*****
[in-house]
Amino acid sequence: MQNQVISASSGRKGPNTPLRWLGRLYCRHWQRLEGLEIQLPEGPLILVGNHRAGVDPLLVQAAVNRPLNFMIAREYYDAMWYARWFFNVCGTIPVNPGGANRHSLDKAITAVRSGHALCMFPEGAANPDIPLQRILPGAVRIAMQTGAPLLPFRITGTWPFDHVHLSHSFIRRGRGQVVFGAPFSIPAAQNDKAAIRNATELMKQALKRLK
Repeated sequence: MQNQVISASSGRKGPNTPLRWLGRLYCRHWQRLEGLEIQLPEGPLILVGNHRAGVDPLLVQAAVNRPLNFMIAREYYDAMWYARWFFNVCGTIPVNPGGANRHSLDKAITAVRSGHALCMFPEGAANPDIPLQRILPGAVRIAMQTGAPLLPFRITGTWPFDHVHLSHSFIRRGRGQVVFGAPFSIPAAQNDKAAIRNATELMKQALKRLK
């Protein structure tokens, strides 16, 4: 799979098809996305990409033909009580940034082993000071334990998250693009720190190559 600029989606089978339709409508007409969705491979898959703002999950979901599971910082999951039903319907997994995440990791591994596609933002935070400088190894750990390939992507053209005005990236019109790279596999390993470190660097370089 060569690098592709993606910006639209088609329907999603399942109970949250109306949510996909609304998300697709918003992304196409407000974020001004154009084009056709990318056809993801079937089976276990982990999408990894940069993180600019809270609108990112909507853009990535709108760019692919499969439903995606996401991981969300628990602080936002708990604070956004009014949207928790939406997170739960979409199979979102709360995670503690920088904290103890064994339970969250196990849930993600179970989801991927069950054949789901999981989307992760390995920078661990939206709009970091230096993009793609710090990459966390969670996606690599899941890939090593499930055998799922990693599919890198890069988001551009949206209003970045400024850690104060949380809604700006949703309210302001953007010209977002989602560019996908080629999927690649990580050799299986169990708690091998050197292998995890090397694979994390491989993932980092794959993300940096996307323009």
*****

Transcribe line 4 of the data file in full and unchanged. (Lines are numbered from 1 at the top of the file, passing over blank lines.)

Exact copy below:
């Protein structure tokens, strides 16, 4: 799979098809996305990409033909009580940034082993000071334990998250693009720190190559 600029989606089978339709409508007409969705491979898959703002999950979901599971910082999951039903319907997994995440990791591994596609933002935070400088190894750990390939992507053209005005990236019109790279596999390993470190660097370089 060569690098592709993606910006639209088609329907999603399942109970949250109306949510996909609304998300697709918003992304196409407000974020001004154009084009056709990318056809993801079937089976276990982990999408990894940069993180600019809270609108990112909507853009990535709108760019692919499969439903995606996401991981969300628990602080936002708990604070956004009014949207928790939406997170739960979409199979979102709360995670503690920088904290103890064994339970969250196990849930993600179970989801991927069950054949789901999981989307992760390995920078661990939206709009970091230096993009793609710090990459966390969670996606690599899941890939090593499930055998799922990693599919890198890069988001551009949206209003970045400024850690104060949380809604700006949703309210302001953007010209977002989602560019996908080629999927690649990580050799299986169990708690091998050197292998995890090397694979994390491989993932980092794959993300940096996307323009």